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What are Statins?

By , MD, PhD

Statins represent a class of cholesterol-lowering agents used for the treatment of dyslipidemia (abnormal amount of lipids) and the reduction of atherosclerotic cardiovascular disease risk. Their broad and potent effects on the lipid profile and cholesterol-independent pleiotropic cardioprotective effects positioned them among the most prescribed medications worldwide.

Statins were introduced in the late 1980s and early 1990s as a novel group of cholesterol-lowering drugs in attempt to offer patients with hypercholesterolemia a safe and effective means of reducing their plasma cholesterol. Research has shown that they not only have an important effect in reducing blood lipid levels, but also an individual’s risk of vascular disease in general.

Chemical structure and pharmacokinetics

The chemical structure of statins is constituted by two components; the pharmacophore, which is a dihydroxyheptanoic acid segment, and its moiety composed of a ring system with diverse substituents. Different statin groups can have certain differences in the structure, which in turn governs their water solubility and influences their absorption, distribution, metabolism and excretion.

Upon oral administration all statins are well absorbed from the intestine, albeit extensive first-pass metabolism occurs in the liver with the subsequent reduction of systemic bioavailability from 5 to 50%. Most statins are administered as beta-hydroxy-acids, except for lovastatin and simvastatin, which are pro-drugs that necessitate hepatic metabolism for their activation.

Lovastatin, simvastatin and pravastatin are derived from fungal metabolites with elimination half-lives between 1 and 3 hours. Atorvastatin, rosuvastatin, fluvastatin and pitavastatin are fully synthetic compounds, with elimination half-lives ranging from 1 hour for fluvastatin to 19 hours for rosuvastatin.

Lovastatin, simvastatin, atorvastatin, fluvastatin and pitavastatin are relatively lipophilic compounds. Lipophilic statins are more susceptible to metabolism by the cytochrome P(450) system, with the exception of pitavastatin which undergoes limited metabolism via this pathway. Liver and kidney are key players in the elimination of statins from the circulation through the bile and into the feces.

Mechanism of action

The beneficial effects of statins stem from their capacity to reduce cholesterol biosynthesis, predominantly in the liver where they are selectively distributed, as well as the propensity to modulate lipid metabolism via competitive, reversible inhibition of HMG-CoA (3-hydroxy-3-methyl-glutaryl-CoA) reductase – the rate-limiting step in cholesterol biosynthesis.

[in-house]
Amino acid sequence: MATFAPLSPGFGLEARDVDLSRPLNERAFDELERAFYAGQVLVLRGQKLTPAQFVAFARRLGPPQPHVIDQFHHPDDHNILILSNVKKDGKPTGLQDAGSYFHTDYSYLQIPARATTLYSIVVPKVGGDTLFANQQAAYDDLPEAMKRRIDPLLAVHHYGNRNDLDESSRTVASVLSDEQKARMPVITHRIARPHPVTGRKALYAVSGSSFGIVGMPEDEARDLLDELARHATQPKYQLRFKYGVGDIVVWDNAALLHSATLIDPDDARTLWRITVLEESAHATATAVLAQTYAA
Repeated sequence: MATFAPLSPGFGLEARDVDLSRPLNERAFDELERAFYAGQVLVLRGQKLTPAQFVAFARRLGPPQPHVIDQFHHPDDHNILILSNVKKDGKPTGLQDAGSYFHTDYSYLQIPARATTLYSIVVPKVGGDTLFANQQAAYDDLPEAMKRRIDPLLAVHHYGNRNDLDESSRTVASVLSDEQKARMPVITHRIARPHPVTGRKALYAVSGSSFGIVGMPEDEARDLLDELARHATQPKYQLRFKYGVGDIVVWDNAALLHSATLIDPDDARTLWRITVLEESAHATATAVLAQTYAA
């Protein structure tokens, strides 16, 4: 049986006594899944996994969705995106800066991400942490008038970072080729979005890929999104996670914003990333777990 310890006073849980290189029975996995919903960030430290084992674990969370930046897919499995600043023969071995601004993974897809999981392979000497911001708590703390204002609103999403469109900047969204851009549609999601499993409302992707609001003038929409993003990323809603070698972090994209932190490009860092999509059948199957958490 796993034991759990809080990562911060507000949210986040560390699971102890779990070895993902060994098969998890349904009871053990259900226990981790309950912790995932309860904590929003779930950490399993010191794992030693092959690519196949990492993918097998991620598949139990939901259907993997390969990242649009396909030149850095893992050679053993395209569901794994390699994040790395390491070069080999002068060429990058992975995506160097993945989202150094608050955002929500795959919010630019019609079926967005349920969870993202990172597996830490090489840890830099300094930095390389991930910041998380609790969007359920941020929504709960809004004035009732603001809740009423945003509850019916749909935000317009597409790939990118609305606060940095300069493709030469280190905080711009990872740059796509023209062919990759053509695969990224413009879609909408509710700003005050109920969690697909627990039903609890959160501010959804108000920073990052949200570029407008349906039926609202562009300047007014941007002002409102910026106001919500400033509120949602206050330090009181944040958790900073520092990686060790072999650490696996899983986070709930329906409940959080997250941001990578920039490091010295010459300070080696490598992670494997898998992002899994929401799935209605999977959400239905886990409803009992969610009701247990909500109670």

HMG-CoA reductase catalyzes the conversion of HMG-CoA to L-mevalonate and coenzyme A through four-electron reductive deacetylation. The pharmacophore of all statins bears resemblance to the endogenous HMG-CoA moiety, thus it competitively binds to the catalytic domain of HMG-CoA reductase, causing steric hindrance and halting HMG-CoA from accessing the active site.

Their antiatherosclerotic effects positively correlate with the percent decrease in LDL cholesterol, but such effects can be exerted independently of their hypolipidemic action. Such non-lipid effects at least partly reflect statins’ ability to block the synthesis of significant isoprenoid intermediates, which act as lipid attachments for a plethora of intracellular signaling molecules.

Because the mevalonate metabolism generates a series of isoprenoids pivotal for different cellular functions – from cholesterol synthesis to the control of cell growth and differentiation – HMG-CoA reductase inhibition has beneficial pleiotropic effects, i.e. effects on vascular function and hemostasis, anti-inflammatory effects and stabilizing effects on the atherosclerotic plaques.

Furthermore, it has been reported that statins inhibit the migration and proliferation of vascular smooth cells and macrophages, and also decrease interleukin-6 and inducible nitric oxide synthase expression. These agents may affect erythrocyte deformability, thrombus formation and levels of plasminogen activator inhibitor-1, with possible significant differences among the different molecules.

These drugs also significantly reduce the incidence of coronary events, both in primary and secondary prevention, reducing in turn the rate of mortality in coronary patients. Independent of their hypolipidemic properties, it has been shown that statins interfere with events involved in bone formation and impede tumor cell growth.

Further Reading

Last Updated: Jul 27, 2015

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